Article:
Can Family Fragmentation Be Fixed?
How big a problem is family fragmentation? “Immense,” says Mitch Pearlstein, head of the Minnesota think tank Center of the American Experiment. “The biggest domestic problem facing this country.”
So big he went out and interviewed 40 experts of varying ideology ...
Washington’s Power Is Flowing Away
Too much power being grabbed by Washington — in health-care law, environmental regulations, education standards. That has been a constant complaint of conservatives not only during Barack Obama’s presidency but during George W. Bush’s as well.
But power is ...
Earlier this week, Jeb Bush announced he was setting up a political committee to explore a presidential candidacy. Hillary Clinton has been exploring a presidential candidacy for months and perhaps years. Polls show Clinton with a wide lead for the ...
What the Midterms Mean for 2016
The defeat of Democratic senator Mary Landrieu by Republican representative Bill Cassidy in last weekend’s Louisiana runoff ends an election year that has been very successful for Republicans — and has implications for 2016. Some observations:
(1) Democrats relied heavily on legacy ...
The Collapse of the Clinton Brand
A year ago, Hillary Clinton seemed likely to become the next president. Presumably she and her husband had not yet started to call themselves, Bush style, 42 and 45. But she had an overwhelming lead in the polls for the Democratic nomination ...
The Diminished Minority Leader
No one in Washington much cares what House Democrats do these days. House rules tend to ensure that the main job of members of the minority is to show up, vote “no,” and lose. And in the next Congress, Democrats ...
Second Thoughts on Immigration Reform
‘When the facts change, I change my mind,” economist John Maynard Keynes said when charged with inconsistency. “What do you do, sir?”
As President Obama threatens to stretch his power to faithfully execute the law to a breaking point by ...
The Political Map of the Future
If you’re a political junkie — or at least if you’re a conservative political junkie — you’ve probably seen the map. It’s a map of the United States showing the congressional districts won by Republicans in red and ...
The Shrinkage of the Obama Majority
Some observations on the election:
1) This was a wave, folks. It will be a benchmark for judging waves, for either party, for years.
2) In seriously contested races, Republican candidates were generally younger, more vigorous, more sunny and optimistic than Democrats. ...
Democratic Dogs That Aren’t Barking
Sherlock Holmes famously solved a mystery by noticing the dog that didn’t bark in the night. Dogs that are not barking at night — nor in prime time — provide some useful clues to understanding the significance of this year’s ...
The GOP Will Retain the House
You probably haven’t read much commentary about this year’s elections to the House of Representatives. There’s a good reason for that: The majority in the Senate is up for grabs, but it’s clear to everyone who ...
The Dogs That Aren’t Barking in the 2016 Campaign
Sherlock Holmes famously solved the mystery of Silver Blaze by noting the dog that didn’t bark in the night. It strikes me that in this wild and wooly campaign cycle there have been numerous dogs not barking in the ...
Walker’s Withdrawal Points to the Importance of the Outsider Label This Cycle
Scott Walker’s abrupt withdrawal from the Republican presidential race Monday afternoon shows how different, in ways noticed and unnoticed, this campaign cycle is from those of recent years.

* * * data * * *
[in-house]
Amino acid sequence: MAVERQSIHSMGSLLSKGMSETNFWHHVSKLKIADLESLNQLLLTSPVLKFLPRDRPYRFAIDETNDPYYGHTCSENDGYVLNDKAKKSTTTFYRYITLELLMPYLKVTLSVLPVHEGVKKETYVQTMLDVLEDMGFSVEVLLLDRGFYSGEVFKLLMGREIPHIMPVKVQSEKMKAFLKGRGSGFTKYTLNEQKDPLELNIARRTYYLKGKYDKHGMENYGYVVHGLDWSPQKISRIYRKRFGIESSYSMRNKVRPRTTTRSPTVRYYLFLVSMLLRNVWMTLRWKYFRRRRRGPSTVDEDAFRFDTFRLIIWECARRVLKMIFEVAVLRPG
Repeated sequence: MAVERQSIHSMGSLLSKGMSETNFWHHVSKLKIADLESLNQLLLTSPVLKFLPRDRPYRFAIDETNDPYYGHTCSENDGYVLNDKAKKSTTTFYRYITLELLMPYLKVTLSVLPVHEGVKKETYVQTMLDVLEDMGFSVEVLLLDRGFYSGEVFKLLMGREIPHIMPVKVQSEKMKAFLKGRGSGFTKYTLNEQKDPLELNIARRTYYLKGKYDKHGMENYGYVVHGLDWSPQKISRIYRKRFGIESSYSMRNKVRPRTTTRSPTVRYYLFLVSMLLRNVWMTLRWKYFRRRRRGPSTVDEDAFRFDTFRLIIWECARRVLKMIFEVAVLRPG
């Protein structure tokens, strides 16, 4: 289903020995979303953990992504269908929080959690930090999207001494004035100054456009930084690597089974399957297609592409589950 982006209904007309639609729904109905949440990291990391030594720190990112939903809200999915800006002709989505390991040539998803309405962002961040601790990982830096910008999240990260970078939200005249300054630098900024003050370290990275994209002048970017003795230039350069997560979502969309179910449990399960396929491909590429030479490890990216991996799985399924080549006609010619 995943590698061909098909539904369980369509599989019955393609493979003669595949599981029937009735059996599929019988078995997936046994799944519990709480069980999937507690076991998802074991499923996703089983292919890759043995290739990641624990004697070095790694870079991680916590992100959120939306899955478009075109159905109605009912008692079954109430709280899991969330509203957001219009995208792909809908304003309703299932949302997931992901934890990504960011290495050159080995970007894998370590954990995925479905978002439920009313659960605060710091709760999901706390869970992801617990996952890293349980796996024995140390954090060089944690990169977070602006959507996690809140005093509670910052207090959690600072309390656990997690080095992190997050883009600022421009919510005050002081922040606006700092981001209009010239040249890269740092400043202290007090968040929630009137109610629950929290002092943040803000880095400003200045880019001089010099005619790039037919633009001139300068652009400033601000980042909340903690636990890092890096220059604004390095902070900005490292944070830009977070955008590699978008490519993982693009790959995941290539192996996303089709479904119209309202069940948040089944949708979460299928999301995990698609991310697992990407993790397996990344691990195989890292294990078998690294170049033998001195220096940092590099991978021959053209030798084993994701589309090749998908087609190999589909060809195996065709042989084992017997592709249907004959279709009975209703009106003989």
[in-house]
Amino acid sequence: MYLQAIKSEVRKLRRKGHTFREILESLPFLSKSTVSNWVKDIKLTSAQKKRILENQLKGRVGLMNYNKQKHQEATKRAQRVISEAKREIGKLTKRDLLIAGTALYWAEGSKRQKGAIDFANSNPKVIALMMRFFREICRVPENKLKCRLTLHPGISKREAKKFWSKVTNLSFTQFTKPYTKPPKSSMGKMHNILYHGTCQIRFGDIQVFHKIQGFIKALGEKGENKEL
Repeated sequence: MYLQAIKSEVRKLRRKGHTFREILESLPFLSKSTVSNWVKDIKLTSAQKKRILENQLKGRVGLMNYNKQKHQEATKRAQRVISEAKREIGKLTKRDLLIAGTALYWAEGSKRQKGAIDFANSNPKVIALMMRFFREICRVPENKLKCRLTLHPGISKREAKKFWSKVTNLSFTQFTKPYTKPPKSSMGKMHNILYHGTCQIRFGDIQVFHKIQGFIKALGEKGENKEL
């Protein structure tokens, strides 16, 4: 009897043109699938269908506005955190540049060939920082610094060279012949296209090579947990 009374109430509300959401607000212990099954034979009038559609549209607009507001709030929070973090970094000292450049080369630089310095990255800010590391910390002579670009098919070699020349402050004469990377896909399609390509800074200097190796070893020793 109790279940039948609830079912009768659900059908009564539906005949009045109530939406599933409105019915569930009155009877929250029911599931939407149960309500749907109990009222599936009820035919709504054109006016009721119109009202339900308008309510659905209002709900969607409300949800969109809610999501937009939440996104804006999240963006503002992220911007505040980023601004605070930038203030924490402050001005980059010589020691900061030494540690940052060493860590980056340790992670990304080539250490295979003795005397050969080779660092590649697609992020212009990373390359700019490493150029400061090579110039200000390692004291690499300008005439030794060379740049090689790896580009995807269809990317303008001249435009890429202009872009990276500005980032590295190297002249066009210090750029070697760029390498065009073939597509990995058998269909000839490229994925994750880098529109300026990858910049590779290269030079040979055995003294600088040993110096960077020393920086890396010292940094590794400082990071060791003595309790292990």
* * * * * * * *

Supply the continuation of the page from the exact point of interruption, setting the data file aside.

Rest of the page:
One obvious difference is the size of the Republican field — 17, before ...
Europe’s Humanitarianism Is, Sadly, Not Humanitarian
Human beings are hard-wired to protect young children. That’s the easiest explanation of the rush of Europeans — especially, but not only, elites — to welcome huge numbers of refugees after publication of the picture of a dead three-year-old boy on ...
Sometime in the early evening, London time, on Wednesday, Queen Elizabeth II broke a record: She became the longest-serving monarch in British history, beating her great-great-grandmother Victoria’s reign of 63 years and 216 days. She is also, at 89, by a solid ...
Donald Trump's Appeal Is Based on Yesterday’s News
Aside from the court-ordered dribbling out of Hillary Clinton’s classified-material-filled emails, the big presidential-campaign news of the summer has been the boom for Donald Trump in the race for the Republican nomination. Trump has risen from 3 percent in the ...
Joe Biden and Donald Trump Could Usher in the Impossible
‘One can’t believe impossible things,” Alice objected.
“I daresay you haven’t had much practice,” the Red Queen replied. “When I was your age, I always did it for half an hour a day. Why, sometimes I’ve believed ...
Donald Trump’s Half-Serious, Half-Fantasy Immigration Plan
Donald Trump’s six-page platform on immigration may not be, as Ann Coulter wrote, “the greatest political document since the Magna Carta.” But given the issue’s role in elevating the candidate to the lead in Republican polls, it merits ...
Donald Trump and Hillary Clinton Are Incapable of Embarrassment
August is traditionally a vacation month, and East Coast elites, following European tradition, are thick on the ground in the Hamptons, Martha’s Vineyard (the Obamas’ choice), and Nantucket.
But news — in some cases, shattering news — keeps breaking out all ...
A Crowd of Candidates Is New for Republicans
Why did Fox News decide to schedule two Republican presidential debates rather than one? Simple arithmetic: 90 minutes divided by 17 candidates equals five minutes and 29 seconds apiece. That’s scarcely enough time for the oral equivalent of a few tweets.
Republicans Act Like an Unruly Mob, Democrats Like a Regimented Army
As the presidential campaign heats up, and we head into the first debate among the 16 declared Republican candidates, there is an asymmetry between the two political parties.